National's victory marked a disastrous defeat for Labour. We have to look beyond electoral politics for real political and economic change.
Only 68 percent of eligible voters bothered to vote. Yes, a third of the voting population decided that it didn't want to participate in the 'democratic' process to elect yet another neoliberal government. Yet the mainstream media wants us to believe that the turnout was 'disappointing'.
Clearly the voters didn't share the opinion of both the politicians and the corporate media that, just by voting, they had a real say in the economic and political direction of the country.
They certainly didn't share the opinion of blogger Martyn Bradbury who waxed lyrical about the 'power of the individual' and the joys of voting. Wrote Bradbury: 'bless our civil society, today is a true celebration of the power of the individual and our liberal progressive democracy!'
Perhaps Bradbury might spend some time reflecting on what are the implications for representative democracy when the major parties are peddling similar austerity policies that will only serve to further cut living standards, public services and the social rights of working people.
There is clearly widespread anger with the economic policies that are being pursued but, other than through the Mana Party, that anger has not been heard in parliament. And that anger will continue to be not heard in parliament.
But there has been no talk in the mainstream media about the disenfranchisement of ordinary people. The fact that this election was simply about which political faction of capitalism had the 'best' austerity policies has gone conveniently unrecognised by the mainstream commentators.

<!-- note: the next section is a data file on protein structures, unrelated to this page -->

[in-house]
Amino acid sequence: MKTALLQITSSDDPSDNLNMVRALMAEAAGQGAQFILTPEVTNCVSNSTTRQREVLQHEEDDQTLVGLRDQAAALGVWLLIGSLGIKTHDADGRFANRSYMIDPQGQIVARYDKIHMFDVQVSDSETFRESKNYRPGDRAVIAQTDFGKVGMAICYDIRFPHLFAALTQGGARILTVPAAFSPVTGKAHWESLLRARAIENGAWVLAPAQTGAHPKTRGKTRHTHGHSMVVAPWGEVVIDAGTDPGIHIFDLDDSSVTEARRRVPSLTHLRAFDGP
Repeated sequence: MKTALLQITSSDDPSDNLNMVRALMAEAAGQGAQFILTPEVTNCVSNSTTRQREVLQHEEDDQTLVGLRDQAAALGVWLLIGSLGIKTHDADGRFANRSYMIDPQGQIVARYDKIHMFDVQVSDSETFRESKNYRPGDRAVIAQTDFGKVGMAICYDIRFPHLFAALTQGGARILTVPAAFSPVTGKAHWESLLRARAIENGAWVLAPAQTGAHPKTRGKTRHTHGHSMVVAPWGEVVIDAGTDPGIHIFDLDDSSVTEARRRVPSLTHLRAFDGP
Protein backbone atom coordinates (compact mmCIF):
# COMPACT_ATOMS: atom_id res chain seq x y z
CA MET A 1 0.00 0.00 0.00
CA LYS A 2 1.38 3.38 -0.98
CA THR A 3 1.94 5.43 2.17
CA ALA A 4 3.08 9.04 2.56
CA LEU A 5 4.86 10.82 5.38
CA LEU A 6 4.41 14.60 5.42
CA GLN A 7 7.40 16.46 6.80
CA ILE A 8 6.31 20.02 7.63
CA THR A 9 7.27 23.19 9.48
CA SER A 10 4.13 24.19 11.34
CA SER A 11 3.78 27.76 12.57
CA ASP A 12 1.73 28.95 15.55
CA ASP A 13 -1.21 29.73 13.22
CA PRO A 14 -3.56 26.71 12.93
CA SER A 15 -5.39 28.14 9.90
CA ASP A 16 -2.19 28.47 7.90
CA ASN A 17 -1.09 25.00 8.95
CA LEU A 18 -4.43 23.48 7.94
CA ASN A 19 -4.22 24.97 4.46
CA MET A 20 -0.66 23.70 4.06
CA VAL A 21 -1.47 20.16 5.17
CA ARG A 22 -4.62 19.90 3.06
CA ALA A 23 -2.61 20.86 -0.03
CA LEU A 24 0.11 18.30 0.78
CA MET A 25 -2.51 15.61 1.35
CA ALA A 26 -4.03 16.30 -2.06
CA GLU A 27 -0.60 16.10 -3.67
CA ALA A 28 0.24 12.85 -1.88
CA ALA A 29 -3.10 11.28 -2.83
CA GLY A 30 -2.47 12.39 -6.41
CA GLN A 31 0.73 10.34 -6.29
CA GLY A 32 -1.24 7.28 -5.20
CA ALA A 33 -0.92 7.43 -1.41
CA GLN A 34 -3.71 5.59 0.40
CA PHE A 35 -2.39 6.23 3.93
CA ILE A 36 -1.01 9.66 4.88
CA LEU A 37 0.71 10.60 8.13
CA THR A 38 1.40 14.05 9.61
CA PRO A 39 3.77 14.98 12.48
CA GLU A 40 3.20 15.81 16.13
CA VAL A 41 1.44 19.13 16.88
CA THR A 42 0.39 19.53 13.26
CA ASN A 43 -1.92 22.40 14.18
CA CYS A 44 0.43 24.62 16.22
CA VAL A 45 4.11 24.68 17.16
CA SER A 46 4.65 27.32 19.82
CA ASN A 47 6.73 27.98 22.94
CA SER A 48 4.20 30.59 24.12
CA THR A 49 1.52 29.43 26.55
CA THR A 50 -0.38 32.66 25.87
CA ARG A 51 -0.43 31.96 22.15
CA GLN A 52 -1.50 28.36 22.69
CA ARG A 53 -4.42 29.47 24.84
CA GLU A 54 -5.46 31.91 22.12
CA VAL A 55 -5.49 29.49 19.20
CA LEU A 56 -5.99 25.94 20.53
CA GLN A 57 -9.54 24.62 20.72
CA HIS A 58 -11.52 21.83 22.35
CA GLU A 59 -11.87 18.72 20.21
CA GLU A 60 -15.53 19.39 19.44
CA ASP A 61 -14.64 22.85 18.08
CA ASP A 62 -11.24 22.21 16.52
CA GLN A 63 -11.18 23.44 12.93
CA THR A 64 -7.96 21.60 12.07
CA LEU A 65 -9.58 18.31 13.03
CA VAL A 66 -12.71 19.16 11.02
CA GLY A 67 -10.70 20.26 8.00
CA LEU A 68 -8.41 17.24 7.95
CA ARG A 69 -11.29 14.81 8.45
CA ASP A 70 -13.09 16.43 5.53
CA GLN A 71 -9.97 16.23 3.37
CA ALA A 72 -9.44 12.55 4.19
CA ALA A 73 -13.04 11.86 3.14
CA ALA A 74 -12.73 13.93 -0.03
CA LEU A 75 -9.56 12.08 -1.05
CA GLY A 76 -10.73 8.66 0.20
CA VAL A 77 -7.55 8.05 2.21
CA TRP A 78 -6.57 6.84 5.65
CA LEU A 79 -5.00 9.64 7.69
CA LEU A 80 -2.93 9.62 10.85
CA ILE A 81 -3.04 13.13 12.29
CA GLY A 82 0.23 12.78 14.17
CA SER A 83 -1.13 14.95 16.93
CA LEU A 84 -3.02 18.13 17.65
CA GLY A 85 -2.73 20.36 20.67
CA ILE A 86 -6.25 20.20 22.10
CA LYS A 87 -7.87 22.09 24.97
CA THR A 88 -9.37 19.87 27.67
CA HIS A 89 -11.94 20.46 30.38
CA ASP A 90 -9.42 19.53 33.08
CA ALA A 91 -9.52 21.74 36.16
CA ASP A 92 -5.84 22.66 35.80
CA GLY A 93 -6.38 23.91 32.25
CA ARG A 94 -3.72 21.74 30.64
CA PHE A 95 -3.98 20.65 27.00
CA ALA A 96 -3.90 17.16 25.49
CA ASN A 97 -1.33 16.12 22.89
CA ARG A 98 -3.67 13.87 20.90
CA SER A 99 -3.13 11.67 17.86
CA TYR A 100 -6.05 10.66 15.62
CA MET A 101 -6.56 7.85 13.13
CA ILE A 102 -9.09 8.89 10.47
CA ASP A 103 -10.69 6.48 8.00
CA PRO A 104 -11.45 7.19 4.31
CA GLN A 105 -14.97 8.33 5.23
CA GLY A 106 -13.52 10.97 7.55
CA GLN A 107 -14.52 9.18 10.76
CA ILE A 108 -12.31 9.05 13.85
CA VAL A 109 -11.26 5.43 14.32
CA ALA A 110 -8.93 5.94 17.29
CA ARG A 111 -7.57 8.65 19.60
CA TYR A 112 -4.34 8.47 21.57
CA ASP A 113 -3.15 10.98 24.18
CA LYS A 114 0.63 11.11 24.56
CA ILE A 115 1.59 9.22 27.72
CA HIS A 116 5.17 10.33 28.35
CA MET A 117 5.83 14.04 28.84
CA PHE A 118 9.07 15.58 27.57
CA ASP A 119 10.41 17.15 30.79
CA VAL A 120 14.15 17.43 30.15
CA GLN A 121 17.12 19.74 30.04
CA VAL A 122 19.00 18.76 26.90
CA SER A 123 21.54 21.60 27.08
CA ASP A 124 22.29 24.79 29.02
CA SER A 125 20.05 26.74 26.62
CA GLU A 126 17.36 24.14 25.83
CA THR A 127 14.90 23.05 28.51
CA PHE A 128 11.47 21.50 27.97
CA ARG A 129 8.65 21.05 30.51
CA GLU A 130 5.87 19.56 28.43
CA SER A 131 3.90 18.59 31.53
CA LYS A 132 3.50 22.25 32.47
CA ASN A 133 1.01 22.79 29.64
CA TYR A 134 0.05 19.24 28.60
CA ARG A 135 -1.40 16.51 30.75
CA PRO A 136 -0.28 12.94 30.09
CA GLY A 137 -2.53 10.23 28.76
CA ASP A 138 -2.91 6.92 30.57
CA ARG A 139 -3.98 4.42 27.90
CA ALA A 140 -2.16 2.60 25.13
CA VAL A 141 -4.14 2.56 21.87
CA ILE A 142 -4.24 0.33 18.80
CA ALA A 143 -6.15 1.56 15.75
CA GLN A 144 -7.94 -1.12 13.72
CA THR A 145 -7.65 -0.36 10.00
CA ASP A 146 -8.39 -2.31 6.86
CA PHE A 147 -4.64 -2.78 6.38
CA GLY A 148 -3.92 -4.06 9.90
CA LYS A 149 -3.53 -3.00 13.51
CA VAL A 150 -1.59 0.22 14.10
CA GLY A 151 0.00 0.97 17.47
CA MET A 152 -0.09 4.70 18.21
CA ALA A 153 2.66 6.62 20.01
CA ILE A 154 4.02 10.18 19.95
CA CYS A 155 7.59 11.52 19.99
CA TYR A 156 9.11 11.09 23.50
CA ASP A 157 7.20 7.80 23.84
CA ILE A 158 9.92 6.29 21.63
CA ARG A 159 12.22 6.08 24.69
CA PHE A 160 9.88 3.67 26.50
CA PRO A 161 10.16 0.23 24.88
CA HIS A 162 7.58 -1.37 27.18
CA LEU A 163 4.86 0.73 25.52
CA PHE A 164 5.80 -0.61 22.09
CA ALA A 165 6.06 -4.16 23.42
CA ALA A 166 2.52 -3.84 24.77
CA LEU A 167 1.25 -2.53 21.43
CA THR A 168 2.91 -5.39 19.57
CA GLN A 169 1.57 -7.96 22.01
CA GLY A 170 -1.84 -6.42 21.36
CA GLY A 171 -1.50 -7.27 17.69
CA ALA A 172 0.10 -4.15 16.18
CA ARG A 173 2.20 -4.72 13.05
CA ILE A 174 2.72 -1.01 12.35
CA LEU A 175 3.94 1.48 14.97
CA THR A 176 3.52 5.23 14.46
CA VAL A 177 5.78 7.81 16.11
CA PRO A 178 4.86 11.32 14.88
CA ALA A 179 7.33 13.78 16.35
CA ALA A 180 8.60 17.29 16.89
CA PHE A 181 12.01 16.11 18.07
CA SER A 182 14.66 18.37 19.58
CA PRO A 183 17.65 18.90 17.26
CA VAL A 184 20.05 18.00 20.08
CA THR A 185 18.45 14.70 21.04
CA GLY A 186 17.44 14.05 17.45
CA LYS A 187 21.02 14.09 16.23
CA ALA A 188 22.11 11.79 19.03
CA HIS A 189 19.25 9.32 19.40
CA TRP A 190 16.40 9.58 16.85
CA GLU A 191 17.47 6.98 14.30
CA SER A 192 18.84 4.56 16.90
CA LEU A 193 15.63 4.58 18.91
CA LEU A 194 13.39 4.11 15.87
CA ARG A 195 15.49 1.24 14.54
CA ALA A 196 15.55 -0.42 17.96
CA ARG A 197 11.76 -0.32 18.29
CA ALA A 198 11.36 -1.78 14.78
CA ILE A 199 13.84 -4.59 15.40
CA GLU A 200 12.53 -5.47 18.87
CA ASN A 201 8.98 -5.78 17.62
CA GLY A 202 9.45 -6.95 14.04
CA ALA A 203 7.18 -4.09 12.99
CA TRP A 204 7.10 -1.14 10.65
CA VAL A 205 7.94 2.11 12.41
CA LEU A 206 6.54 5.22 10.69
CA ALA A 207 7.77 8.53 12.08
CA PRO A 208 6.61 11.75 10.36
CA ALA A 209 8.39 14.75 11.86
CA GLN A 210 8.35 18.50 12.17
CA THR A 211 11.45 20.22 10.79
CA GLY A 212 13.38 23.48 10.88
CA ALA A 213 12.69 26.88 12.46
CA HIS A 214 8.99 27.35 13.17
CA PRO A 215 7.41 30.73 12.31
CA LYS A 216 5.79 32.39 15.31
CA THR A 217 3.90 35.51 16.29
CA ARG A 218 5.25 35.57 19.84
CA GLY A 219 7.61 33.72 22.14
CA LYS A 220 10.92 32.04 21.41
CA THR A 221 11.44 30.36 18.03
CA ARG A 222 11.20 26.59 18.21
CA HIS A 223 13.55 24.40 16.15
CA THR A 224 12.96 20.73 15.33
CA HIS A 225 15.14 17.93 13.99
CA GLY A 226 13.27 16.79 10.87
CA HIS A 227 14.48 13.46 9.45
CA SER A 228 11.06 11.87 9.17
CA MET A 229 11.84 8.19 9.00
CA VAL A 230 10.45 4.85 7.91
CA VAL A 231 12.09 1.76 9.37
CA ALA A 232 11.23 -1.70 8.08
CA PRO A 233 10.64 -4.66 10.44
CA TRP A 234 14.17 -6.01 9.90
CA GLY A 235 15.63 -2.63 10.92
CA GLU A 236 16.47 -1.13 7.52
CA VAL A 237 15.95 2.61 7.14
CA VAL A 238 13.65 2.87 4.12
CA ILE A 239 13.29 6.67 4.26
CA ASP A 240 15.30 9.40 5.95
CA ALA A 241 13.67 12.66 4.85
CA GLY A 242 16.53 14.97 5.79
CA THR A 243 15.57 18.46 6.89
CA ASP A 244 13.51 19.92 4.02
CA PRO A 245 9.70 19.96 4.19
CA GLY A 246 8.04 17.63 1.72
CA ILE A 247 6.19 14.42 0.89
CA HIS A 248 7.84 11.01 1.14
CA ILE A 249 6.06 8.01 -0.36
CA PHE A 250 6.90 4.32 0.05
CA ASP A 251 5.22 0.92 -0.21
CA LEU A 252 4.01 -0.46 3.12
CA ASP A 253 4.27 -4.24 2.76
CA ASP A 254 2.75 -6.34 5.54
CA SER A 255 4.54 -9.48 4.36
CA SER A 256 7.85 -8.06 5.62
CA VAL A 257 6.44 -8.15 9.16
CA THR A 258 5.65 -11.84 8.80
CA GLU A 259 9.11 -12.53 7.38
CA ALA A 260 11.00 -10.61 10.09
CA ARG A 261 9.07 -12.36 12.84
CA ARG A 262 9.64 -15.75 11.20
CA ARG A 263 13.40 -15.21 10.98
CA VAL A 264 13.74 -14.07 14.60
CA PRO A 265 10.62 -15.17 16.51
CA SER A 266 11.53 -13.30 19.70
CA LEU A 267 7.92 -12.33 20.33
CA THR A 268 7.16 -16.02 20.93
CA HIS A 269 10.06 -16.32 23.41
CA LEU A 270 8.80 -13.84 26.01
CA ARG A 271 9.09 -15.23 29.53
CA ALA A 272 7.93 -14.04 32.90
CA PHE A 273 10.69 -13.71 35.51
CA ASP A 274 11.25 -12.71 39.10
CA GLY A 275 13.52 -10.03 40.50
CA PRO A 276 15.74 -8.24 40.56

Labour, which attempted to paint itself as the natural party of the working class, didn't convince anyone and its vote collapsed. Labour's tossed a few policy crumbs in the direction of working people ( eg no GST on fresh fruit and vegetables) but, ultimately, it had no plan to upset the pro-capitalist and neoliberal applecart. When Goff talked of 'making hard decisions' we all knew it wasn't going to be business that was going to be at the sharp end of those 'hard decisions'.
Now the discussion among what's left of Labour's support base is about who to replace Goff with. But the cupboard is looking bare and I'm sure that no-one in Labour will be thanking Phil Goff and former president Andrew Little for leaving the party with so little to work with. (I'm very happy that Little, who betrayed and sold out union struggles time and time again, failed to get elected as a Labour MP. He could only sneak in via the list.)
But in the end the speculation over Labour's leadership will only serve to give pro-Labour political pundits and bloggers something to write about. Eventually The Standard will begin to churn out its 'Isn't John Key terrible?' articles again and commentator Chris Trotter will continue to hanker for his blue Labour, sans social liberalism. Pointless diversions.
But next year John key and his chums will be on the attack again, slashing services, axing jobs, bashing beneficiaries. Labour can do nothing to stop them.
Labour has got nothing to offer ordinary people and that means we can only fight the National Government by taking action outside parliament through demonstrations, strikes and other activities.
That said, I opened the Sunday Star Times this morning and saw a large advertisement placed by the PSA. The advertisement urges the 'incoming government' to put people before profit, make 'our country a fairer, more equal society' and ensure that 'services are there when they're needed'.
This is the same PSA leadership that has sat on its hands for the past three years and allowed the Government to smoothly axe over 1300 jobs.
The Government plans to axe more jobs in the coming months and the PSA's only response is to run pointless newspaper advertisements.
Even now it looks like the CTU and PSA bureaucrats, despite everything, are still not going to organise and fight.
The policy for the last three years has been not to rock the boat because 'a Labour Government will make things better for everyone'. How does that strategy look now?